Bartlett CEO Optimistic About Lordstown Navy Repair Facility

HOWLAND, Ohio – Edward Bartlett Jr. says he didn’t realize just how serious the U.S. Navy’s equipment problems were until he served aboard the USS Gato, an older, Thresher-class nuclear submarine that prowled the seas during the Cold War.

The reckoning came during the autumn of 1985, when the Gato was dispatched on an intelligence-gathering mission in the Atlantic, Bartlett said.

“Everything that could break, broke,” Bartlett told a group of business and political representatives Thursday at a luncheon hosted by The Ohio Growth Association at the Grand Resort. Indeed, the retired Navy captain said the sub wasn’t yet out of its river port before the air conditioning quit.

“That was just the first of things that went wrong on that trip,” he said. “We had to fight that ship as much as we fought the Soviets.”

The crew returned unharmed and the mission was successful, but the experience never left Bartlett.

Instead, it’s served as the impetus behind the retired captain’s company, Bartlett Maritime Corp., to construct a nearly 1 million square-foot component repair and reconditioning facility in Lordstown, along with a larger plant in Lorain that would manufacture new parts for the U.S. Navy.

“Our plan for the Lordstown area is a facility between 700,000 and 1 million-square feet dedicated to repairing equipment taken from ships that are in overhaul,” he says.

Lordstown is a prime location since it is close to an airport, is supported by a rail network, and is accessible to a freeway system, Bartlett noted. He also said that the region’s experienced workforce made the area a strong choice.

The Lordstown center would work with the U.S. Navy’s four shipyards and renew, rebuild and recertify components, Bartlett says. Then, they would be transported back to the shipyard and installed on the vessels. Many of these parts would most likely be transported by rail because of their size.

Bartlett, the company’s chairman and CEO, added he’d like to have a site picked out and construction started by sometime next year.

All of it hinges on the U.S. Navy giving the go-ahead, a process that has proven woefully slow.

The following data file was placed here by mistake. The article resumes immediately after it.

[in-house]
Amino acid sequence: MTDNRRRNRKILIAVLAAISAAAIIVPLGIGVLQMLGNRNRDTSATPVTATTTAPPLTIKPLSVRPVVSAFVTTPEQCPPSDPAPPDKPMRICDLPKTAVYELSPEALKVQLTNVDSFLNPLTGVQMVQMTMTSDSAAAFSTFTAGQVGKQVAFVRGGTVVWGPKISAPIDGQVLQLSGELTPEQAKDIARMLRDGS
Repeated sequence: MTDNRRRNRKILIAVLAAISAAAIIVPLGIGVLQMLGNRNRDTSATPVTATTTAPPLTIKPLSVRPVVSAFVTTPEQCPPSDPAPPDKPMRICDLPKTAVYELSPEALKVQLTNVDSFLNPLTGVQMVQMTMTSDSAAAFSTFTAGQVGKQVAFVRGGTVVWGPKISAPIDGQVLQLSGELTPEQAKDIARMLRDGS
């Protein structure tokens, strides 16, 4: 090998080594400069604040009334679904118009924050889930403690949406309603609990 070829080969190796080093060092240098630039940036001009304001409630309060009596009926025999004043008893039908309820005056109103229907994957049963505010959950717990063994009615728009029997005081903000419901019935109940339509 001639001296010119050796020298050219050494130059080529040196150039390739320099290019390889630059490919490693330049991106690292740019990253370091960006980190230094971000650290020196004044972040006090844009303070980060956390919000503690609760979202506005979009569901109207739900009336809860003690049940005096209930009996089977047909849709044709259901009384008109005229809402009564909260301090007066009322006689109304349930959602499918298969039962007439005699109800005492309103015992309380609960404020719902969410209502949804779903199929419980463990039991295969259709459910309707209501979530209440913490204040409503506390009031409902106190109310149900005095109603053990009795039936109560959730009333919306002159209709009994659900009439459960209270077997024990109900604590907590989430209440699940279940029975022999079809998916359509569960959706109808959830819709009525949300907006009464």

“It would be up to the Navy to decide exactly what they want to do here,” he says.

Since the project was first broached three years ago, the company and its principals have made progress through meetings with the U.S. Secretary of the Navy, members of the U.S. House of Representatives and the U.S. Senate.

Bartlett’s proposal for Lorain would entail the Navy leasing his shipyard for 30 years through a public-private partnership. Once the lease is up, the Navy would own the facilities.

However, the Navy has not made any moves toward approving the plan.

“There’s more work to do, but we’re doing it,” he said, using a golf analogy equating the project’s status to a two-foot putt. “It’s not a two-inch putt, but a two-foot putt. We’re at it every day.”

Should the venture be successful, approximately 1,000 full-time jobs would be created in Lordstown and another 2,000 to 3,000 in Lorain. Moreover, the two projects would spur between 2,000 and 3,000 temporary construction jobs.

The Ohio AFL-CIO announced Wednesday it would host a rally Monday at the Black River Landing Amphitheater in Lorain to support the dual projects.

“Union workers built this country and strengthened our national security,” Ohio AFL-CIO President Tim Burga said in a statement. “Ohioans in Lorain, Lordstown and across the state are ready now to do our part by expanding and improving our Naval shipyard performance.”

U.S. Sen. Sherrod Brown, D-Ohio and U.S. Rep. Tim Ryan, D-13, plan to attend the event to support the projects.

“This area has people who want to do this kind of work,” Bartlett says. “The company’s ready. The union is ready. The people are ready and the locations are very welcoming.”

The U.S. Navy faces immense challenges when it comes to repurposing and reconditioning its nuclear submarine fleet and other ships, Bartlett says. “About 20% of the Navy’s submarine fleet is parked,” he said, citing a 2018 report issued by the General Accountability Office.

While some of these subs are grounded for planned maintenance, a significant number of them are ships that are simply unable to get underway.

In February, five Ohio lawmakers – Brown, Ryan, Republican U.S. Sen. Rob Portman, and U.S. Reps. Marcy Kaptur and Shontel Brown, both Democrats – sent a letter to Secretary of the Navy Carlos Del Toro urging the secretary to consider Ohio and the Great Lakes region as a potential site for a Navy shipyard.

The letter does not specifically mention the Bartlett proposal, but calls attention to maintenance issues and delays repairing Navy vessels.

“The need is there,” Bartlett says.

Lordstown Mayor Arno Hill says he and Bartlett have been in discussions for more than two years about the project.

“We’re excited,” he says. “This could be a big boom to the whole area and I’d say we’re on the 10-yard line trying to push it in.”

Pictured: Edward Bartlett Jr. says his company, Bartlett Maritime Corp., looks to construct a nearly 1 million square-foot component repair and reconditioning facility in Lordstown along with a larger plant in Lorain.

Copyright 2024 The Business Journal, Youngstown, Ohio.